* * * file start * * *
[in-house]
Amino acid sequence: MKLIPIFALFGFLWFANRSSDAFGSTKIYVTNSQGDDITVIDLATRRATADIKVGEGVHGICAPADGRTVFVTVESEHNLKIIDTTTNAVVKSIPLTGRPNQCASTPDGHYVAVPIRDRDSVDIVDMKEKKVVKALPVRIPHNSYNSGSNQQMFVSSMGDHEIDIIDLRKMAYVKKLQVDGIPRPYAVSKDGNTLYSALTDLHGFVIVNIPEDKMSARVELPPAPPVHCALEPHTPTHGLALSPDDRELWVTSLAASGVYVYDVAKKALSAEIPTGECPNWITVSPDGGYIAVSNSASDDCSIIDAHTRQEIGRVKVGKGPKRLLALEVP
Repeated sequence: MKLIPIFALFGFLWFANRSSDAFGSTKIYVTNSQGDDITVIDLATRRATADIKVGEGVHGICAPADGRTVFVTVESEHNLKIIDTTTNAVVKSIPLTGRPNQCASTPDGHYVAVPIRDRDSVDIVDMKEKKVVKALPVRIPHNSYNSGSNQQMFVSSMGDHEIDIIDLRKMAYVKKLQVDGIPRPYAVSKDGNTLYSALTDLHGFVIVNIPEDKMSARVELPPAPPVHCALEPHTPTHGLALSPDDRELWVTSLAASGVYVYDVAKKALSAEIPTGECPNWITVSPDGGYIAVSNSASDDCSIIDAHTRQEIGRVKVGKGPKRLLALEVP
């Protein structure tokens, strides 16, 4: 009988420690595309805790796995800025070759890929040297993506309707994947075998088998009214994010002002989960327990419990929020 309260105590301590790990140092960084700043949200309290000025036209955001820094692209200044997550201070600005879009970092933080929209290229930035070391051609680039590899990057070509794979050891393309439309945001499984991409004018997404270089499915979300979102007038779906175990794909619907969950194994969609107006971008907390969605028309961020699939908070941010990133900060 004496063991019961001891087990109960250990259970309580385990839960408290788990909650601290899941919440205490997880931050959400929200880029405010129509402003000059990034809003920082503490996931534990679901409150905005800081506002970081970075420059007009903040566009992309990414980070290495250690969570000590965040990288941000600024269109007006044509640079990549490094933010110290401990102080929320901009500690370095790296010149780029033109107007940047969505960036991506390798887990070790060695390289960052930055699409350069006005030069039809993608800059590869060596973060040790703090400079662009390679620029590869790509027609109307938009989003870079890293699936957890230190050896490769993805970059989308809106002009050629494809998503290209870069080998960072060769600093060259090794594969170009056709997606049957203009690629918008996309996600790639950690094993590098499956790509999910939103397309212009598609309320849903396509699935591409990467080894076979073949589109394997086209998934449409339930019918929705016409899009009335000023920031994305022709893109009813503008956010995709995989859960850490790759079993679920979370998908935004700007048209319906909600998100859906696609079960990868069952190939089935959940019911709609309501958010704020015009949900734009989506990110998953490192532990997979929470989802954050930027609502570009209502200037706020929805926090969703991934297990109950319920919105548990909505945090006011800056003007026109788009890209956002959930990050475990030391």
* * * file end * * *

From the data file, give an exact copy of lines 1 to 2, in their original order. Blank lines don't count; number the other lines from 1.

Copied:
[in-house]
Amino acid sequence: MKLIPIFALFGFLWFANRSSDAFGSTKIYVTNSQGDDITVIDLATRRATADIKVGEGVHGICAPADGRTVFVTVESEHNLKIIDTTTNAVVKSIPLTGRPNQCASTPDGHYVAVPIRDRDSVDIVDMKEKKVVKALPVRIPHNSYNSGSNQQMFVSSMGDHEIDIIDLRKMAYVKKLQVDGIPRPYAVSKDGNTLYSALTDLHGFVIVNIPEDKMSARVELPPAPPVHCALEPHTPTHGLALSPDDRELWVTSLAASGVYVYDVAKKALSAEIPTGECPNWITVSPDGGYIAVSNSASDDCSIIDAHTRQEIGRVKVGKGPKRLLALEVP